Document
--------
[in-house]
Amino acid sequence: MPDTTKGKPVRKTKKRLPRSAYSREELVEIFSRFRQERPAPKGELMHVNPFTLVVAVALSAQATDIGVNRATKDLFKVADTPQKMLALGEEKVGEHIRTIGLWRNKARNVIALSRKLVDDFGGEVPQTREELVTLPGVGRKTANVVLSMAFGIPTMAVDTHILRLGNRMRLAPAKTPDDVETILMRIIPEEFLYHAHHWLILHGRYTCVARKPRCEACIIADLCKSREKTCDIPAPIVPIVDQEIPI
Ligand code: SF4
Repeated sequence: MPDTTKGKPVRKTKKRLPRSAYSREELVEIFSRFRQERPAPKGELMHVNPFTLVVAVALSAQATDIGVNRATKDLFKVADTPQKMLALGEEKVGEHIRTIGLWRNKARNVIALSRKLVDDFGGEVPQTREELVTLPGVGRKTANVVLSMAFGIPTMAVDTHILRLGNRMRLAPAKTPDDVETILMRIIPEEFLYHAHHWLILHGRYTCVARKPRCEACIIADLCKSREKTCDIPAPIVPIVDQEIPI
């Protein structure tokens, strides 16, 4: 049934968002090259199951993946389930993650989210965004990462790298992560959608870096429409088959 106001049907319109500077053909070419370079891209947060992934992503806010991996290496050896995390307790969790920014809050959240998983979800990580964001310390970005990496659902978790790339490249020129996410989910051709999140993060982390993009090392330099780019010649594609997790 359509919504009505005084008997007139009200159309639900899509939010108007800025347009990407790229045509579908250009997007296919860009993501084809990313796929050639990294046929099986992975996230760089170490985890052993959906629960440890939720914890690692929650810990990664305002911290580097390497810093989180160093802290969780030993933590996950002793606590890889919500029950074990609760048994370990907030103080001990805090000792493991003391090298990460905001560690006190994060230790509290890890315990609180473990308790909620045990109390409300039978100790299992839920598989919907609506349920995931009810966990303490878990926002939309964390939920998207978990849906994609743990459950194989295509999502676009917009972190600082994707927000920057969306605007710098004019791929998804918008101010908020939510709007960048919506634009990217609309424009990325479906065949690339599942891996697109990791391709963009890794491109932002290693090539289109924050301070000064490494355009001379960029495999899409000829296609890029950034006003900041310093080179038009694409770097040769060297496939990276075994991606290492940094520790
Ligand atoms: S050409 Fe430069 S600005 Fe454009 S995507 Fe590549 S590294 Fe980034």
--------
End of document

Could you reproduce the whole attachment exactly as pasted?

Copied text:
[in-house]
Amino acid sequence: MPDTTKGKPVRKTKKRLPRSAYSREELVEIFSRFRQERPAPKGELMHVNPFTLVVAVALSAQATDIGVNRATKDLFKVADTPQKMLALGEEKVGEHIRTIGLWRNKARNVIALSRKLVDDFGGEVPQTREELVTLPGVGRKTANVVLSMAFGIPTMAVDTHILRLGNRMRLAPAKTPDDVETILMRIIPEEFLYHAHHWLILHGRYTCVARKPRCEACIIADLCKSREKTCDIPAPIVPIVDQEIPI
Ligand code: SF4
Repeated sequence: MPDTTKGKPVRKTKKRLPRSAYSREELVEIFSRFRQERPAPKGELMHVNPFTLVVAVALSAQATDIGVNRATKDLFKVADTPQKMLALGEEKVGEHIRTIGLWRNKARNVIALSRKLVDDFGGEVPQTREELVTLPGVGRKTANVVLSMAFGIPTMAVDTHILRLGNRMRLAPAKTPDDVETILMRIIPEEFLYHAHHWLILHGRYTCVARKPRCEACIIADLCKSREKTCDIPAPIVPIVDQEIPI
């Protein structure tokens, strides 16, 4: 049934968002090259199951993946389930993650989210965004990462790298992560959608870096429409088959 106001049907319109500077053909070419370079891209947060992934992503806010991996290496050896995390307790969790920014809050959240998983979800990580964001310390970005990496659902978790790339490249020129996410989910051709999140993060982390993009090392330099780019010649594609997790 359509919504009505005084008997007139009200159309639900899509939010108007800025347009990407790229045509579908250009997007296919860009993501084809990313796929050639990294046929099986992975996230760089170490985890052993959906629960440890939720914890690692929650810990990664305002911290580097390497810093989180160093802290969780030993933590996950002793606590890889919500029950074990609760048994370990907030103080001990805090000792493991003391090298990460905001560690006190994060230790509290890890315990609180473990308790909620045990109390409300039978100790299992839920598989919907609506349920995931009810966990303490878990926002939309964390939920998207978990849906994609743990459950194989295509999502676009917009972190600082994707927000920057969306605007710098004019791929998804918008101010908020939510709007960048919506634009990217609309424009990325479906065949690339599942891996697109990791391709963009890794491109932002290693090539289109924050301070000064490494355009001379960029495999899409000829296609890029950034006003900041310093080179038009694409770097040769060297496939990276075994991606290492940094520790
Ligand atoms: S050409 Fe430069 S600005 Fe454009 S995507 Fe590549 S590294 Fe980034």